Her grandfather, Carl Henderson, is considered the musical patriarch of the family. A bassist in swing orchestras as a young man, he founded an instrument store in the Cincinnati area which is now run by subsequent generations. "He helped me select my Martin, which is still my main guitar," says Thompson.
"My worldview is discernible in my songs, but I write observations of life," she says. "My material isn't particularly in the praise category." She sees herself as giving voice to the way people grow through their interactions with each other. As she puts it, "I use the word 'honest' a lot."
Indie-Music Profile - Play "Love's Set Aside"
Artist Website: http://www.tiffanythompsonmusic.com/
A word from your sponsor
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Before I post about the two great weddings I photographed recently, shot during the height of cherry...Before I post about the two great weddings I photographed recently, shot during the height of cherry blossom season, I thought I'd take a quick second for a shameless plug.
A certain bride named Rebecca might think that I'm stalling for time and she's probably right. But given that this particular bride's brand spanking new husband happens to work at the Recording Industry Association of America, maybe some good can come out of making her wait.
(They're coming, Rebecca, I promise!)
A few weeks ago I had the pleasure of meeting a young woman named Tiffany Thompson. An accomplished singer-songwriter, Tiffany needed some photos for a demo CD she was putting together.
I've done a few of these projects in my day. Some are polished, some, well, not so polished. Thankfully, Tiffany falls into the former and not latter category.
What immediately set Tiffany apart from the others was how focused and professional she is. With only the help of her brother, Tiffany wrote the songs, recorded the tracks, created a cool album design and website, and even shot a music video down on the Mall. I wish I was that focused when I was her age.
And, most importantly, it all sounds great, even to an old fogey like me. While American Idol is serving up the same lame-o karakoke each week ("It's Neil Sedaka night, where we'll force all our young performers to sing songs their moms and dads will love!"), there are still scores of talented musicians trying to make a name for themselves the old-fashioned way.
Anyway, you can hear more of Tiffany's music at www.tiffanythompsonmusic.com. As a firm believer in supporting young artists, I say let's tune out of Idol mode for a sec (my sister Jennifer just gasped) and help spread the word about a deserving new artist.
Introducing Tiffany Thompson
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Though it's only four songs, Tiffany Thompson offers much to music lovers on her self-titled release...Though it's only four songs, Tiffany Thompson offers much to music lovers on her self-titled release. Each track has an airy, yet jazzy feel while her lyrics tug on listeners' heartstrings. Extremely introspective, Thompson sings of loneliness, love and life.
Thompson explains it best on her Web site: "In my songs, I seek to engage life on a very personal level and sing stories about longing after lost love, comforting hurting friends, and being there when it matters most. Call it, my other self-education. My songs articulate the everyday struggles of loneliness, loss and love, but all the while looking with a hopeful eye toward the future."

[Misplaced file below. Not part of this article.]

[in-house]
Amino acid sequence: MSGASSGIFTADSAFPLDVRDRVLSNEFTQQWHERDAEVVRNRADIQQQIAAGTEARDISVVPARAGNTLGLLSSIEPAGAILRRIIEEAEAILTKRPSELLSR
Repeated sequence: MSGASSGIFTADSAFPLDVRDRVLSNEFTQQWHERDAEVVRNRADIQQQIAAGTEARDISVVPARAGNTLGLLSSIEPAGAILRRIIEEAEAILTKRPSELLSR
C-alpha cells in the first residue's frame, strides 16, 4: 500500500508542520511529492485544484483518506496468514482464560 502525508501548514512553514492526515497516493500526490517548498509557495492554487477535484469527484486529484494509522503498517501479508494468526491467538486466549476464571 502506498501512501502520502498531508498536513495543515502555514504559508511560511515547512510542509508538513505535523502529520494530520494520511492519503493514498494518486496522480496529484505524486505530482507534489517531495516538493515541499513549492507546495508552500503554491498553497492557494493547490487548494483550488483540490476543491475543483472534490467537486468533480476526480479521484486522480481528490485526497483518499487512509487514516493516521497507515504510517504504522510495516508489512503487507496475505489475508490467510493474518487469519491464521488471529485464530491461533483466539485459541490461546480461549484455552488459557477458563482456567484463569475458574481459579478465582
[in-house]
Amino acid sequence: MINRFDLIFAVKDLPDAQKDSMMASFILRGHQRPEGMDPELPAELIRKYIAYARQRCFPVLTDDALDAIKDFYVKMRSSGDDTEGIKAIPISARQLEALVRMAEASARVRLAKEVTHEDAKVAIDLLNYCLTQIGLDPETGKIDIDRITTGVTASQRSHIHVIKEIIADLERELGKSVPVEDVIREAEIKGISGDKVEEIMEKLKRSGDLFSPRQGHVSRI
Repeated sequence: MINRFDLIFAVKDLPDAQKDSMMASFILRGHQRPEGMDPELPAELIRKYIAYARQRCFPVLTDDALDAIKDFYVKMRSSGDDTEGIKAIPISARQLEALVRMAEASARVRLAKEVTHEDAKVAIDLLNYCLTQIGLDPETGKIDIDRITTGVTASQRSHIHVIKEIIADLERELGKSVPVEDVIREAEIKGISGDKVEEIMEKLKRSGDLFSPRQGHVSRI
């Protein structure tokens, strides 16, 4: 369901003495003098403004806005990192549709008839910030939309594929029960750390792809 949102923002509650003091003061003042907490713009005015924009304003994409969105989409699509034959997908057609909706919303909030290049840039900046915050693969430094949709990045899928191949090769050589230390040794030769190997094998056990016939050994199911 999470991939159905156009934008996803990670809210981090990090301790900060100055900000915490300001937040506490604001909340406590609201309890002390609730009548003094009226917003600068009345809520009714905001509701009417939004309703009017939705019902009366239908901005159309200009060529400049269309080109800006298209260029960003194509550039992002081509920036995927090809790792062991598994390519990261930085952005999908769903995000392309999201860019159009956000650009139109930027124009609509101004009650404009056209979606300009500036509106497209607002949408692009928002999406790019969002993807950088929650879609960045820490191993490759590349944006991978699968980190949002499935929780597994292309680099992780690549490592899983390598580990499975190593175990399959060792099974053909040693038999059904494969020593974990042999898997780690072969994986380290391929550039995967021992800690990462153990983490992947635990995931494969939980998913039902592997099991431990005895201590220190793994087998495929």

I couldn't agree more.
"Till That Day Comes" is a beautiful ballad that showcases Thompson's emotive vocals. Reminiscent to that of Colbie Caillat and Priscilla Ahn, her voice is comforting as she tells a tale of a hopeless romantic. "So I close my eyes and pray one more time/That the day would come when I'd find someone/Who will hold me close oh and love me more than I've known before."
Of the song, Thomspon writes, "No matter how content I am with being single; there are still moments—however rare—when I long to be in a relationship. And, I’d love for that man to be sitting in the chair next to me. However, as I wrote this song and entered into the emotions of longing, dreaming, and a bit of loneliness, I kept remembering the truths that root and guide me."
She continued. "I am a dearly loved daughter and friend. I do not long for just anyone to fill the chair next to me or hold the light near my front door. I may be single, but I am not alone. I am a child of God—a follower of Christ—, and I trust in the plans He has for me. It is these truths I tried to reflect in the songs bridge and chorus: Its not about being alone; I can make it through life on my own. But I know that I would be a wife who loves for life."
"Please" is more of an upbeat track that begs a former love to let her go. A conflicted song, Thompson sings in the midst of horn features, "Please let me go/Please come and hold me/Please can I go."
To learn more about Tiffany Thompson, visit her Web site and watch her music video for "Please" below. She's currently featured on Reverb Nation where you can download her song for free. Click here to register and download her single, "Till That Day Comes" on the current contenders tab.
Depending on length, I would choose from these original songs.
We Are The Dreamers
Let It Break Through
Till That Day Comes
Past This End
A Good Man
Ask Me Again
Plenty of Time
Make It To The Daylight
Now and Forever
Different Than Me
Love's Set Aside
One - U2
Use Somebody - Kings of Leon
If I Ain't Got You - Alicia Keys
Someone I Used To Know - Gotey
There are no upcoming dates at this time.